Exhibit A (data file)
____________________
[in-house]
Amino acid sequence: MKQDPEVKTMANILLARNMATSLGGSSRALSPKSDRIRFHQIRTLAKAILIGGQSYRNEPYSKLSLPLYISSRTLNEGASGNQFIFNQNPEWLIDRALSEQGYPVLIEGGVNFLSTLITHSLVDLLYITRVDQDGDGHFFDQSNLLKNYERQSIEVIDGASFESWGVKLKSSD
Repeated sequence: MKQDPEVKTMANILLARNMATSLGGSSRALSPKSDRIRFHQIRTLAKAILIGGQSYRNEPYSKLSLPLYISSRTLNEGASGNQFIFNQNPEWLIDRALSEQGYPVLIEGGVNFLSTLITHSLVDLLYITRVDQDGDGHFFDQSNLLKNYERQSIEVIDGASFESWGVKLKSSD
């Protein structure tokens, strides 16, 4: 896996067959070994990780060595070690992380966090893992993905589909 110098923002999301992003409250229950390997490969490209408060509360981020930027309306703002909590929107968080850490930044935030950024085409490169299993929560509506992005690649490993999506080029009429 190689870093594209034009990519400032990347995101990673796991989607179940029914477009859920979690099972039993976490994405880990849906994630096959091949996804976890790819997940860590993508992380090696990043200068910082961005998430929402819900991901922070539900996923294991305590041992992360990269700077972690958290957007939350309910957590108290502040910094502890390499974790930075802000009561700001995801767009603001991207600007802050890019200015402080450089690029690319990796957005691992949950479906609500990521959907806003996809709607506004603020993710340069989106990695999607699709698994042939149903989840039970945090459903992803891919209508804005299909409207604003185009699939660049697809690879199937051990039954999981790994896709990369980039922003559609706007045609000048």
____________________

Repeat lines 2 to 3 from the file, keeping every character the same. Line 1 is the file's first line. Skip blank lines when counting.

Amino acid sequence: MKQDPEVKTMANILLARNMATSLGGSSRALSPKSDRIRFHQIRTLAKAILIGGQSYRNEPYSKLSLPLYISSRTLNEGASGNQFIFNQNPEWLIDRALSEQGYPVLIEGGVNFLSTLITHSLVDLLYITRVDQDGDGHFFDQSNLLKNYERQSIEVIDGASFESWGVKLKSSD
Repeated sequence: MKQDPEVKTMANILLARNMATSLGGSSRALSPKSDRIRFHQIRTLAKAILIGGQSYRNEPYSKLSLPLYISSRTLNEGASGNQFIFNQNPEWLIDRALSEQGYPVLIEGGVNFLSTLITHSLVDLLYITRVDQDGDGHFFDQSNLLKNYERQSIEVIDGASFESWGVKLKSSD